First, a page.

Arkansas vows to keep pushing for executions despite setback

Posted April 19, 2017

The planned executions have renewed the debate over lethal injection in particular and capital punishment in general, which has been in decline for almost two decades.

The legal fight in Arkansas, which last put someone to death 12 years ago, came after the number of USA executions fell to a quarter-century low in 2016.

Bruce Ward was also scheduled to be executed Monday night and had been granted a stay by the state Supreme Court.

Arkansas Gov. Asa Hutchinson released a statement saying he was disappointed in the delay.

Two other inmates are slated for execution Thursday.

VARNER, Ark. (AP) — Arkansas officials vowed to carry out a double execution later this week after the U.S. Supreme Court scuttled the state's plan to resume capital punishment for the first time in almost 12 years with a ruling issued minutes before a condemned man was scheduled to die. At the time, Justices Sonia Sotomayor and Stephen Breyer dissented.

Mckesson has said it will continue its "efforts to facilitate the return of our product and ensure that it is used in line with our supplier agreement". The court said it granted the stays due to McWilliams v. Dunn, a case pending before the U.S. Supreme Court involving the question of whether indigent defendants are entitled to independent expert witnesses.

Braden said Ward is schizophrenic and Davis has organic brain damage and is intellectually disabled.

The state also argued that U.S. District Judge Kristine Baker abused her discretion on Saturday when she ruled about potential harm from midazolam.

Attorneys for the eight were likely to appeal the federal appeals court ruling to the U.S. Supreme Court. The issue in that case is about one of the drugs scheduled to be used in the lethal injections. Arkansas officials originally scheduled eight executions from 17-27 April. They filed a separate petition for stays on Monday with the U.S. Supreme Court over a procedural matter.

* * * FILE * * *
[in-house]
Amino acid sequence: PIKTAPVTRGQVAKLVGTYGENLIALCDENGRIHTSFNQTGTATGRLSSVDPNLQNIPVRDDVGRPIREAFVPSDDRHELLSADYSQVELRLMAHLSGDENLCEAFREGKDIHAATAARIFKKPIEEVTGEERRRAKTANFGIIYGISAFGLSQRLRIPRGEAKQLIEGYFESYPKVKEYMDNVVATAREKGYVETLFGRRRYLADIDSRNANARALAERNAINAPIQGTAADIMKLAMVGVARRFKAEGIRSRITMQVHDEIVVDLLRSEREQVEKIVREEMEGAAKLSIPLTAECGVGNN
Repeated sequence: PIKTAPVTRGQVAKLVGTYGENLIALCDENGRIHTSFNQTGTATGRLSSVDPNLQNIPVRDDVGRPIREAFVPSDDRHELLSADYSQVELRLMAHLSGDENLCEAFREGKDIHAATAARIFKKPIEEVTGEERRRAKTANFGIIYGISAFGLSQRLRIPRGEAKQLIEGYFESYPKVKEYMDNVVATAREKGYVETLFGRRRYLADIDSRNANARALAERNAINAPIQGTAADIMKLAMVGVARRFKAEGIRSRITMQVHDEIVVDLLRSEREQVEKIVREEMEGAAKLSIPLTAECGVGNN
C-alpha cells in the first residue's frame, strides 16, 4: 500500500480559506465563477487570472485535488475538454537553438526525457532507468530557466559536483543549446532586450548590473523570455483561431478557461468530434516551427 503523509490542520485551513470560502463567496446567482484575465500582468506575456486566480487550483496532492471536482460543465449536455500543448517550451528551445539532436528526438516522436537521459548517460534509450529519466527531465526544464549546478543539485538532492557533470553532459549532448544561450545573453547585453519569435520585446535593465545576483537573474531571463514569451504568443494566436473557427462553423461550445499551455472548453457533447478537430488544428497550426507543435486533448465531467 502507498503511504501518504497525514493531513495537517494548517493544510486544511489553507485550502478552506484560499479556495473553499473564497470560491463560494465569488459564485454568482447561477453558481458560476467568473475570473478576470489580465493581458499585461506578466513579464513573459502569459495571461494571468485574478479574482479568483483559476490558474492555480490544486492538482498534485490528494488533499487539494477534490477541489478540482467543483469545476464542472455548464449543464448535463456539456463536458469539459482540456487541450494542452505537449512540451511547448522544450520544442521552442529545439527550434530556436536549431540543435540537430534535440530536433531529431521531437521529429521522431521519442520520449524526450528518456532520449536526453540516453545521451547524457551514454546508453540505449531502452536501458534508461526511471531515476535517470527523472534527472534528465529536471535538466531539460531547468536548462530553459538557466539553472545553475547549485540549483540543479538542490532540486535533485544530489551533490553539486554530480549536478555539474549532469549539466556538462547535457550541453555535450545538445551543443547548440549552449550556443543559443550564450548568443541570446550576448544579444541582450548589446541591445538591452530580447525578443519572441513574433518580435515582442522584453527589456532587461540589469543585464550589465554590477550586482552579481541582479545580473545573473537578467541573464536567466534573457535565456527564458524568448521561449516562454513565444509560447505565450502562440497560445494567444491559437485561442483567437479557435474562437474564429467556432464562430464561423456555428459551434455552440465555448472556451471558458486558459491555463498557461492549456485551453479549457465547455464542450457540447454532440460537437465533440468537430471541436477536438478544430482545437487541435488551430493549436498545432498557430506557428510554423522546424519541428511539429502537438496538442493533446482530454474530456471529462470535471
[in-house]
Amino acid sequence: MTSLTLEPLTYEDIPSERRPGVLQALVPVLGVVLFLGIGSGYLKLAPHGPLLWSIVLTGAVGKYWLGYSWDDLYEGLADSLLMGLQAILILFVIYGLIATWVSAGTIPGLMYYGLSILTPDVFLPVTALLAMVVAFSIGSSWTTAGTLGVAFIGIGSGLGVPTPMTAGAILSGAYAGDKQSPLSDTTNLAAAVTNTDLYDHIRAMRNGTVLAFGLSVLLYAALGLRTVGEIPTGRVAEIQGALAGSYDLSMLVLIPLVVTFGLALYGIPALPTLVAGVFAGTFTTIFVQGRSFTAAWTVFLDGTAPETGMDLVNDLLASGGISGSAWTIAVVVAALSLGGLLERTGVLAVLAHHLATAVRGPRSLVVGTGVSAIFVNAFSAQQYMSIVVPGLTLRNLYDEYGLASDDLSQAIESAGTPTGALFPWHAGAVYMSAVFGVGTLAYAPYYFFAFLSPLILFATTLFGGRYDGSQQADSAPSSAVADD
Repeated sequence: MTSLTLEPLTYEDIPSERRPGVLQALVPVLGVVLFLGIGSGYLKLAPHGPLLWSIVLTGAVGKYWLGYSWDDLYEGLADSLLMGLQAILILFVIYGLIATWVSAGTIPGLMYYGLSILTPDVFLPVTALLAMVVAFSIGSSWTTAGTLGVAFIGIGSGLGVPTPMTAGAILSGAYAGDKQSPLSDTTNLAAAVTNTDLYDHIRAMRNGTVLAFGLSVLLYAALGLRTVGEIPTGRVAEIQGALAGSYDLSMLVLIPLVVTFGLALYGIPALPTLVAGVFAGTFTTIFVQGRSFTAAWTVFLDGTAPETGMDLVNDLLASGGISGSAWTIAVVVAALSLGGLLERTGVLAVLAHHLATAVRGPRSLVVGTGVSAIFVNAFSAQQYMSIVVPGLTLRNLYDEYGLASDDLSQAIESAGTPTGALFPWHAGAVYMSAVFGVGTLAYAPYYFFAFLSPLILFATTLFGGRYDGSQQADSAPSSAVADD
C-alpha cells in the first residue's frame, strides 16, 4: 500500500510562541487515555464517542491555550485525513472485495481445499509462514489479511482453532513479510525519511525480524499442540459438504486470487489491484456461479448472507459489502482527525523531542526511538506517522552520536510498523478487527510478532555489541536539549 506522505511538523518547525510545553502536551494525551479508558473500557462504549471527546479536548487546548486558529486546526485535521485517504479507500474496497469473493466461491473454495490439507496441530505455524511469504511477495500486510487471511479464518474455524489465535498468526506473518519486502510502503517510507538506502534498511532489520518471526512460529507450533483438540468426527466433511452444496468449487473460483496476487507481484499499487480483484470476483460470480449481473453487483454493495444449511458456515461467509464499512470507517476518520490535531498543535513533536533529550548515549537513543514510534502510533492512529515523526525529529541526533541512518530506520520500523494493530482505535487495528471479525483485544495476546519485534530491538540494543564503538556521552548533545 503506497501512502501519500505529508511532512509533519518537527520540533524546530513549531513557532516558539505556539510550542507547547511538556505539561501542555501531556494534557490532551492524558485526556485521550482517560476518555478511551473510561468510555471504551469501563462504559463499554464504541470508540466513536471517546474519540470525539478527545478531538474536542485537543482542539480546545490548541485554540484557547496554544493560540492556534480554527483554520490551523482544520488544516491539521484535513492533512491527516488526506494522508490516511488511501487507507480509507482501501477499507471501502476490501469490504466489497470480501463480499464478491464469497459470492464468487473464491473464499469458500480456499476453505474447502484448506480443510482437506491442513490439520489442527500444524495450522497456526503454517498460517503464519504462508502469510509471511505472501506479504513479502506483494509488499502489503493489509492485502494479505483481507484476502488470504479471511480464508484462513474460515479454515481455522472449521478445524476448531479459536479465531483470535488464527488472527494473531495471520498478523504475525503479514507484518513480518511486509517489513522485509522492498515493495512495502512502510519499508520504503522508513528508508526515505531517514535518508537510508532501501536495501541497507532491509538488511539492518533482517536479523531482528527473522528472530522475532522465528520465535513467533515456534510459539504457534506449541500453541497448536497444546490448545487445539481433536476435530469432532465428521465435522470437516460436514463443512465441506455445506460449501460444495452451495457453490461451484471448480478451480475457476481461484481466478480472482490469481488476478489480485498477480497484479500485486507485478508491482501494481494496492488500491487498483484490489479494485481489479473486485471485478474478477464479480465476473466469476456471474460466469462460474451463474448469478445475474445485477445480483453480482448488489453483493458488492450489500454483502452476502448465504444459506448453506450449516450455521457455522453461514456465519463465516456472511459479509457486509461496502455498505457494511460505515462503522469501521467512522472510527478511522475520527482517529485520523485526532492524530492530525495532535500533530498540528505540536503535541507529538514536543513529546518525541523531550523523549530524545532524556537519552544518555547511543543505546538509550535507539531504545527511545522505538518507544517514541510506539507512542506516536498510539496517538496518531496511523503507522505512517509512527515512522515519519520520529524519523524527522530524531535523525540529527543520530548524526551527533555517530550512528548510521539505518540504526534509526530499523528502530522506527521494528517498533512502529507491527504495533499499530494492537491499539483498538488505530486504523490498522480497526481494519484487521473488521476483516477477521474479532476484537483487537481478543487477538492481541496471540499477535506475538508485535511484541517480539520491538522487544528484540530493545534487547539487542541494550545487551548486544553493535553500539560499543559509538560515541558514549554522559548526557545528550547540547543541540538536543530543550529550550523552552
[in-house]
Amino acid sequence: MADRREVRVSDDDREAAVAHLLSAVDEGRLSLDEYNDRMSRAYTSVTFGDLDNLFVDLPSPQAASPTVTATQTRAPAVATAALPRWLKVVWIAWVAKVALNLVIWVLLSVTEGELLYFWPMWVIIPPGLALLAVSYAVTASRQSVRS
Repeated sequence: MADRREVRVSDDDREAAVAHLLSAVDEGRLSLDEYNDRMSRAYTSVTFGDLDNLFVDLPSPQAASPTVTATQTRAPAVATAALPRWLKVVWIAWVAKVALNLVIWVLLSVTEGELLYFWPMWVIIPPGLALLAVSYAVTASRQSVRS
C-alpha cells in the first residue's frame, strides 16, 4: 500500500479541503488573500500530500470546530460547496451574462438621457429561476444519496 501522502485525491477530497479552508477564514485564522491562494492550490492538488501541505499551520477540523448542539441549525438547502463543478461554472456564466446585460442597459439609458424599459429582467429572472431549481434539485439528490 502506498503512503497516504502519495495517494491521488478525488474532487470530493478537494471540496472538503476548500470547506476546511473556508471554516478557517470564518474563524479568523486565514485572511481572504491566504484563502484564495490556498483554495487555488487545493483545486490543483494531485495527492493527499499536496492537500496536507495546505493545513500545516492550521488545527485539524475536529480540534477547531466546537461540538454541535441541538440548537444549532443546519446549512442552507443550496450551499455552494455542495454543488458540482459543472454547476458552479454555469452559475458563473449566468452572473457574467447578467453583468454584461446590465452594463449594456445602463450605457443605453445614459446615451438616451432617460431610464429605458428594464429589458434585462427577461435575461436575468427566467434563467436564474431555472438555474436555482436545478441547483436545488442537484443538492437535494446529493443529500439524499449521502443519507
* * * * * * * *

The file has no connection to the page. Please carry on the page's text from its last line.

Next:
Arkansas is making preparations for a series of executions that, as of late morning Monday, it is legally barred from carrying out.

A rally, at which Bishop Taylor was present, was held outside the Arkansas State Capitol April 14 calling for the executions to be stopped.

The state would use a three-drug lethal injection protocol.

State law requires a 30-day comment period on favourable recommendations, but those 30 days expire after Arkansas' midazolam supply.

Earlier in the day, the state had cleared two of the main obstacles to resuming executions.

Fresenius Kabi USA, a subsidiary of the German company Fresenius Kabi, said last week that it appeared to have manufactured the potassium chloride the state plans to use. Twice in 1997, Texas executed eight prisoners in a single month, according to the Death Penalty Information Center. But they are on a tight schedule: Executions were scheduled to begin Monday night, and if the legal proceedings take more than two weeks, the midazolam supply will have expired before any of the executions can take place.

The state has appealed both rulings and asked the higher courts to work quickly to review the decisions. Some medical experts have claimed it is not proven to be effective as an anesthetic, thus exposing an inmate to the risk of severe pain as the other drugs are administered.

Arkansas Attorney General Leslie Rutledge filed a motion to have the stay in one case vacated, and the high court rejected the request to vacate without explanation.